JPMorgan Says Money Funds Sold Default-Threatened Debt
JPMorgan Chase & Co. (JPM), the second-biggest provider of U.S. money-market mutual funds, said those products had divested of U.S. Treasuries that mature between Oct. 16 and Nov. 6.
The company said it took the action, which also applies to funds with scheduled coupon payments during the period, to help maintain the products’ stable $1 a share value. The funds have also increased their levels of liquidity, the New York-based company said today in a statement, without providing details.
“Although JPMorgan Investment Management continues to believe that the probability of a U.S. government default is low, it has taken certain precautionary measures with respect to the money markets,” the company said.
House Speaker John Boehner today proposed a plan that would push the limit for U.S. borrowing to Nov. 22 from Oct. 17. The White House endorsed the short debt-limit increase with no policy conditions attached. Treasury Secretary Jacob J. Lew warned that “uncertainty” over the debt limit is starting to stress financial markets, speaking in testimony to the Senate Finance Committee.
U.S. money funds held about $475 billion in Treasury securities as of Aug. 31, and an additional $156 billion in repurchase agreements collateralized by Treasuries, according to research firm Crane Data LLC in Westborough, Massachusetts. About $74 billion in Treasuries held by money funds matures from Oct. 24 to Nov. 15, Crane Data estimates.
Money funds can cope with a short-term default in U.S. Treasuries as long as it doesn’t trigger the kind of investor run that followed the collapse of Lehman Brothers Holdings Inc. in 2008, Fitch Ratings said in a report yesterday.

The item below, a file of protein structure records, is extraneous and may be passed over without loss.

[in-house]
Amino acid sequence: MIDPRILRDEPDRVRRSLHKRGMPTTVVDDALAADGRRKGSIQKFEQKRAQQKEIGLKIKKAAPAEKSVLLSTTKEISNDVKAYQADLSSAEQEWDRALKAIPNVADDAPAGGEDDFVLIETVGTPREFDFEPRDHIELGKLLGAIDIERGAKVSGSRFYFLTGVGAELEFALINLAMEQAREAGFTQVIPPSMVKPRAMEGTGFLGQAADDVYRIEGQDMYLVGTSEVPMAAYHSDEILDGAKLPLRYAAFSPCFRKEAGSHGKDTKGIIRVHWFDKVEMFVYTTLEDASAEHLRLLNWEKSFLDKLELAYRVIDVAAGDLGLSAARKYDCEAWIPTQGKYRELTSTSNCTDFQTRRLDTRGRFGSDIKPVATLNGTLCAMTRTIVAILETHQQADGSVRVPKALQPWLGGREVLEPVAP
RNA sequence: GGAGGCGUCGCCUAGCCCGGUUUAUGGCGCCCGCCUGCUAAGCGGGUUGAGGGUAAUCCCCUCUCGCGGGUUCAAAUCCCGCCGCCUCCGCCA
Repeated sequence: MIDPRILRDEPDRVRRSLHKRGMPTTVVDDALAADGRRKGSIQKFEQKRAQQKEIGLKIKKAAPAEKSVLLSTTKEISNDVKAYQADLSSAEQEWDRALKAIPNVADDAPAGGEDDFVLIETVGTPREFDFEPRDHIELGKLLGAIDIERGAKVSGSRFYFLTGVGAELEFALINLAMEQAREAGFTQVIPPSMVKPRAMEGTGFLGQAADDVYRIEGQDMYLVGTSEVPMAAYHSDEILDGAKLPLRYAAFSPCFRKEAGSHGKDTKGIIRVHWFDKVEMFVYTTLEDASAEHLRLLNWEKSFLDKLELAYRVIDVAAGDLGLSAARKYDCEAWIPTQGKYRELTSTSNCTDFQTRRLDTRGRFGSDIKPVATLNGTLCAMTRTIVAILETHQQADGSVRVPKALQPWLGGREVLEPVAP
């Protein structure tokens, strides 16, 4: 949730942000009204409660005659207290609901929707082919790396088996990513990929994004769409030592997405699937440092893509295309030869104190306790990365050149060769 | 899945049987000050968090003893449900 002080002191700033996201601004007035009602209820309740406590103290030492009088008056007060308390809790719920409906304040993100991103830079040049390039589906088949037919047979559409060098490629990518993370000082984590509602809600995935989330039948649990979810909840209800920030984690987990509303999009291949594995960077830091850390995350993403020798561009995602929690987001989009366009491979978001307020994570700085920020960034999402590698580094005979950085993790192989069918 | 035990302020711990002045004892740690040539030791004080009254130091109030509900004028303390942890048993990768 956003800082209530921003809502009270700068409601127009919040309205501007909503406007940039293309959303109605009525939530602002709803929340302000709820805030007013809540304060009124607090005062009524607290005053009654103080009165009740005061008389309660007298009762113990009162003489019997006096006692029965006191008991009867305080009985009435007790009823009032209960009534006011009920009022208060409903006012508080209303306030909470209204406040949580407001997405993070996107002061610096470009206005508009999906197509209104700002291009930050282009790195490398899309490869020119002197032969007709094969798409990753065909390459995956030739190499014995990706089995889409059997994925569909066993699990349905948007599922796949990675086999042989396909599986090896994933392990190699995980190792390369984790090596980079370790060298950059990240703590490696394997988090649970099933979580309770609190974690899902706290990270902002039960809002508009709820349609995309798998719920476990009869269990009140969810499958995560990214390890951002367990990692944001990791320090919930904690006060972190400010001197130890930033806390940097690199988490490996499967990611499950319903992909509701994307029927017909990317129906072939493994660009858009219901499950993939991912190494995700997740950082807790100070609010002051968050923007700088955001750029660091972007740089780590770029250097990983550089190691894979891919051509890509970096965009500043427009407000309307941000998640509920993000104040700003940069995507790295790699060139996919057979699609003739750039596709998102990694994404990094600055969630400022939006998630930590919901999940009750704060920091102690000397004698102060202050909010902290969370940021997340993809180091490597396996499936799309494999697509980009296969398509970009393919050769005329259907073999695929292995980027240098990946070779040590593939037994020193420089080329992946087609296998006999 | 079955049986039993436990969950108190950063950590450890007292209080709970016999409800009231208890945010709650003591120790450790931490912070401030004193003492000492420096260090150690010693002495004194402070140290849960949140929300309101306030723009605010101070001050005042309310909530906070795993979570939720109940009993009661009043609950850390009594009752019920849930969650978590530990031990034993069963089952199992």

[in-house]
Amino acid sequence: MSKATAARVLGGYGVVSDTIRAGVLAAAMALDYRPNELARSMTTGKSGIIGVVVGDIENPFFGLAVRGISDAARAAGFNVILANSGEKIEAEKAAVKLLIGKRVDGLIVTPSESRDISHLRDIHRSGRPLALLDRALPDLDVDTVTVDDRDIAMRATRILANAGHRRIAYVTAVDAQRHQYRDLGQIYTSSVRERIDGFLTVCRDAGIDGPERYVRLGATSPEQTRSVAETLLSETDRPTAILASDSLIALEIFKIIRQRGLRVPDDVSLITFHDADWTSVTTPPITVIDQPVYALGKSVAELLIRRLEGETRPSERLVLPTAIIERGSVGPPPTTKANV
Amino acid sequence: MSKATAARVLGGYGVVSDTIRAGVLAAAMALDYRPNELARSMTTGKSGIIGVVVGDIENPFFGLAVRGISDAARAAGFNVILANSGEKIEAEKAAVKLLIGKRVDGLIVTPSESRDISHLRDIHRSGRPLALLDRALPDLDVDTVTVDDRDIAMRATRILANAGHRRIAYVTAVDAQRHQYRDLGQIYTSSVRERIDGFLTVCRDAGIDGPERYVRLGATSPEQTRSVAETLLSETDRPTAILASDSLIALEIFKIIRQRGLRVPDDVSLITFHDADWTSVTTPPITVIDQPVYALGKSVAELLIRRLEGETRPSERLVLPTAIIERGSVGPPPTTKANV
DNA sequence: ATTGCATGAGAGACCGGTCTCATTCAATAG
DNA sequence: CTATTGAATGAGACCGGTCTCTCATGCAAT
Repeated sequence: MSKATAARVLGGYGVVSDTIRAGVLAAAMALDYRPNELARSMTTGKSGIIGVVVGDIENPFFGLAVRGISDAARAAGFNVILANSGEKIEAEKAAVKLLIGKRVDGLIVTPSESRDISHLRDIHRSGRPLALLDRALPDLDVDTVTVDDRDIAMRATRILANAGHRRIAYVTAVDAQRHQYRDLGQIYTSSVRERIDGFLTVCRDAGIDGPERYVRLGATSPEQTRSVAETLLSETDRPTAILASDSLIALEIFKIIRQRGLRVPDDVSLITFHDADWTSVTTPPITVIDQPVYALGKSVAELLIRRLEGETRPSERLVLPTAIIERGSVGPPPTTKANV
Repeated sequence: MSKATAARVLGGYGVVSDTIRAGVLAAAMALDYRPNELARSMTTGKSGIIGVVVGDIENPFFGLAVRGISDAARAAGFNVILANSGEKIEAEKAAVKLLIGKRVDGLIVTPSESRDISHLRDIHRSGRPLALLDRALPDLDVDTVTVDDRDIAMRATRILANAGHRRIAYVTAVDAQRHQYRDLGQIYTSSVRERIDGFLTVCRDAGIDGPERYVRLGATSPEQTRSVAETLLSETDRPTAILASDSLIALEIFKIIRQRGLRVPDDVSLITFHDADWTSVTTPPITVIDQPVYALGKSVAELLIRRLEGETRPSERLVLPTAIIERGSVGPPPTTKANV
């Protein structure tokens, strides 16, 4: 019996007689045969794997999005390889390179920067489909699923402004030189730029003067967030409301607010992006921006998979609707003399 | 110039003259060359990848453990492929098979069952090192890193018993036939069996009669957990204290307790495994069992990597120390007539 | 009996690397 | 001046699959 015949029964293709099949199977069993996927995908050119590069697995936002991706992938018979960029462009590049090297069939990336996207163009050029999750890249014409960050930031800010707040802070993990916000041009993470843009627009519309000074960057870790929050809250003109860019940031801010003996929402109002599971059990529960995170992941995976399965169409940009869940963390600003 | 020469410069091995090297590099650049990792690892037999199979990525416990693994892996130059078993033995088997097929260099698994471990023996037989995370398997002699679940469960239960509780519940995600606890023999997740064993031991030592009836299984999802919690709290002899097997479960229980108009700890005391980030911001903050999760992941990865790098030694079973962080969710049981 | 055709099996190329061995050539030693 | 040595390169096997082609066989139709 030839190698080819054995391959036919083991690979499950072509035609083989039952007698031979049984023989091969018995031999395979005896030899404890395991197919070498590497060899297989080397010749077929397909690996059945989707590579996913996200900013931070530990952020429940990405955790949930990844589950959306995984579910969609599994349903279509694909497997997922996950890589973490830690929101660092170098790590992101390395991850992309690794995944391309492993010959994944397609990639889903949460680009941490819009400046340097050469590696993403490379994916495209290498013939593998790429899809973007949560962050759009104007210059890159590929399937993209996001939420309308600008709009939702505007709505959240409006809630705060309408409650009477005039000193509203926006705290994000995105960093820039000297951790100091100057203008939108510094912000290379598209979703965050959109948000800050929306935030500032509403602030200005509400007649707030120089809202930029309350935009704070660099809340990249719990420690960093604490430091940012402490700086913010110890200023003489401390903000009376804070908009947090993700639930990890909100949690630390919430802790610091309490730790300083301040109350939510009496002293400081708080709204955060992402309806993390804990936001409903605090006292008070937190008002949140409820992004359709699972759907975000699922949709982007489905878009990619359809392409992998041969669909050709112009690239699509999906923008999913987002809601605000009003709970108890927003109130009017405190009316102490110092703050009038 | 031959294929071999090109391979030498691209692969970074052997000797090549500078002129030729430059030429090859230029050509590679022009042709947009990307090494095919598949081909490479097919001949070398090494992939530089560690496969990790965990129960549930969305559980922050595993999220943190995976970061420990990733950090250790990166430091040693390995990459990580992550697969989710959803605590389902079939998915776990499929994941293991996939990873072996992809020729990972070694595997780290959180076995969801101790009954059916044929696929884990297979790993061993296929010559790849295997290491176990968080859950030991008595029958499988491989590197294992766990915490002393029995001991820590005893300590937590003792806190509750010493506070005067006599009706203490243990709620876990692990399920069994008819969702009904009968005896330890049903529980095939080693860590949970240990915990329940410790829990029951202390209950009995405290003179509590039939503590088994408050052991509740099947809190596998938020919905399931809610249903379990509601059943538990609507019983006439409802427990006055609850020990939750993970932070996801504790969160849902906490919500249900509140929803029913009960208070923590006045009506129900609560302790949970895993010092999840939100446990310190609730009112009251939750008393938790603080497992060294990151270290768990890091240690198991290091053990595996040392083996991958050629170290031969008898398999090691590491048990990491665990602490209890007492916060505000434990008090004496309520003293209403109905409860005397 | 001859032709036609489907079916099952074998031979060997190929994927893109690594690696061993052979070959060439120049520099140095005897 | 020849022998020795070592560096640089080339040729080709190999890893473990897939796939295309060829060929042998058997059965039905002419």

Fitch based its conclusion partly on evidence that fund companies had reduced holdings in maturities most likely to be affected by a default and had boosted the level of assets that could be quickly converted into cash and returned to withdrawing investors.
Institutional investors in money-market mutual funds that focus almost exclusively on Treasury securities and other debt backed by the U.S. government withdrew $17.5 billion in the seven days through yesterday, according to Crane Data. That’s about 2.6 percent of assets in those funds.
Fidelity Investments, the Boston-based company that is the largest U.S. money-fund manager, said earlier this week that it had moved out of Treasuries maturing in late October and early November.
Fund provider Federated Investors Inc. (FII), based in Pittsburgh, said it wasn’t avoiding that time period.
“We continue to hold Treasury securities that mature in the upcoming weeks and are confident that they represent no threat to the liquidity or stability of the portfolio,” Meghan McAndrews, a Federated spokeswoman, said today in an e-mailed statement. “We believe that, at the end of the day, the parties in this conflict will come to a resolution that will prevent the U.S. government from defaulting on its obligations.”
Vanguard Group Inc., the Valley Forge, Pennsylvania-based fund company, doesn’t expect a default, Chief Executive Officer William McNabb said today in an interview on Bloomberg Television.
“Within the walls of Vanguard, we continue to be optimistic about cooler heads prevailing,” McNabb said. “The idea that the U.S. would actually default on Treasuries seems almost unfathomable to us.”
Republican lawmakers in Washington had vowed not to approve an increase in the government’s debt limit unless President Barack Obama and his Democratic Party agree to change the Patient Protection and Affordable Care Act of 2010, known as Obamacare. They have also refused to approve new funding for government operations, triggering a partial government shutdown since Oct. 1.
Money-market funds give millions of households, companies and other institutions a safe parking spot for cash and channel $2.6 trillion to issuers of short-term debt including the U.S. government, financial institutions and companies. A run on funds that hold corporate debt after the collapse of Lehman Brothers in September 2008 helped freeze global credit markets.
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